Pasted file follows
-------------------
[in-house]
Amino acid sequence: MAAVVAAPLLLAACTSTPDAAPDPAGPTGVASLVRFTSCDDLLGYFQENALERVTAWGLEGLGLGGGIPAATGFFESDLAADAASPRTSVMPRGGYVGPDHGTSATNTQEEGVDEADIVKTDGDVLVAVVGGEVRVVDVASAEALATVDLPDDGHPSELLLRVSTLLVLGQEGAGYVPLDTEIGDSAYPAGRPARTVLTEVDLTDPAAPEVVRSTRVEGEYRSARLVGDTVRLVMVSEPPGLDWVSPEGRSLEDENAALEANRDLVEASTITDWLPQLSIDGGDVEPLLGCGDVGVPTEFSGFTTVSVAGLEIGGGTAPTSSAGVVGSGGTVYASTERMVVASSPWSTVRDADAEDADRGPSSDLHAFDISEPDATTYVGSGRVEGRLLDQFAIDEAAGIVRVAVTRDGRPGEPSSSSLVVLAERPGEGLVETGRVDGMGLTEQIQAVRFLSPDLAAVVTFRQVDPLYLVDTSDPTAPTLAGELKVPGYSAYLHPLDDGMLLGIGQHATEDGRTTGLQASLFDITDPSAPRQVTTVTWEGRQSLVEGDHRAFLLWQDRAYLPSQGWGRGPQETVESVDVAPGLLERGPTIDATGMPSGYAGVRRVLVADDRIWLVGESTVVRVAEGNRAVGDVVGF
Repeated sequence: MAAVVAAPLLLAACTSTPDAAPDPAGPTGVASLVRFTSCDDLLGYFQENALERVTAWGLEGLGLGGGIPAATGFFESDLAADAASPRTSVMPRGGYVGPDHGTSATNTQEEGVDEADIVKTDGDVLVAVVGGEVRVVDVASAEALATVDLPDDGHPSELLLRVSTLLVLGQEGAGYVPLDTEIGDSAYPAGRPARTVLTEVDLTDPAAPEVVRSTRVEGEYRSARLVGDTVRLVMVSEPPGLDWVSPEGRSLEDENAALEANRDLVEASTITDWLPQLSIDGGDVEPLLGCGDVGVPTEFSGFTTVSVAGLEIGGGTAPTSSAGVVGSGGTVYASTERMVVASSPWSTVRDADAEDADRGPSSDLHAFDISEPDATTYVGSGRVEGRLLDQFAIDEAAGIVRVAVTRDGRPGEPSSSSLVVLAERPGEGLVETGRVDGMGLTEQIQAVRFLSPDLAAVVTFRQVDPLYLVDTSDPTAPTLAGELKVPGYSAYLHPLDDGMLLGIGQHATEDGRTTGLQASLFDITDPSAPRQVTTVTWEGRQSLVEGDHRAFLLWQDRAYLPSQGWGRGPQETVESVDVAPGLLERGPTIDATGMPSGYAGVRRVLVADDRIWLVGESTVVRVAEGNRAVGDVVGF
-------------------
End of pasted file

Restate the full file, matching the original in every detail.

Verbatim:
[in-house]
Amino acid sequence: MAAVVAAPLLLAACTSTPDAAPDPAGPTGVASLVRFTSCDDLLGYFQENALERVTAWGLEGLGLGGGIPAATGFFESDLAADAASPRTSVMPRGGYVGPDHGTSATNTQEEGVDEADIVKTDGDVLVAVVGGEVRVVDVASAEALATVDLPDDGHPSELLLRVSTLLVLGQEGAGYVPLDTEIGDSAYPAGRPARTVLTEVDLTDPAAPEVVRSTRVEGEYRSARLVGDTVRLVMVSEPPGLDWVSPEGRSLEDENAALEANRDLVEASTITDWLPQLSIDGGDVEPLLGCGDVGVPTEFSGFTTVSVAGLEIGGGTAPTSSAGVVGSGGTVYASTERMVVASSPWSTVRDADAEDADRGPSSDLHAFDISEPDATTYVGSGRVEGRLLDQFAIDEAAGIVRVAVTRDGRPGEPSSSSLVVLAERPGEGLVETGRVDGMGLTEQIQAVRFLSPDLAAVVTFRQVDPLYLVDTSDPTAPTLAGELKVPGYSAYLHPLDDGMLLGIGQHATEDGRTTGLQASLFDITDPSAPRQVTTVTWEGRQSLVEGDHRAFLLWQDRAYLPSQGWGRGPQETVESVDVAPGLLERGPTIDATGMPSGYAGVRRVLVADDRIWLVGESTVVRVAEGNRAVGDVVGF
Repeated sequence: MAAVVAAPLLLAACTSTPDAAPDPAGPTGVASLVRFTSCDDLLGYFQENALERVTAWGLEGLGLGGGIPAATGFFESDLAADAASPRTSVMPRGGYVGPDHGTSATNTQEEGVDEADIVKTDGDVLVAVVGGEVRVVDVASAEALATVDLPDDGHPSELLLRVSTLLVLGQEGAGYVPLDTEIGDSAYPAGRPARTVLTEVDLTDPAAPEVVRSTRVEGEYRSARLVGDTVRLVMVSEPPGLDWVSPEGRSLEDENAALEANRDLVEASTITDWLPQLSIDGGDVEPLLGCGDVGVPTEFSGFTTVSVAGLEIGGGTAPTSSAGVVGSGGTVYASTERMVVASSPWSTVRDADAEDADRGPSSDLHAFDISEPDATTYVGSGRVEGRLLDQFAIDEAAGIVRVAVTRDGRPGEPSSSSLVVLAERPGEGLVETGRVDGMGLTEQIQAVRFLSPDLAAVVTFRQVDPLYLVDTSDPTAPTLAGELKVPGYSAYLHPLDDGMLLGIGQHATEDGRTTGLQASLFDITDPSAPRQVTTVTWEGRQSLVEGDHRAFLLWQDRAYLPSQGWGRGPQETVESVDVAPGLLERGPTIDATGMPSGYAGVRRVLVADDRIWLVGESTVVRVAEGNRAVGDVVGF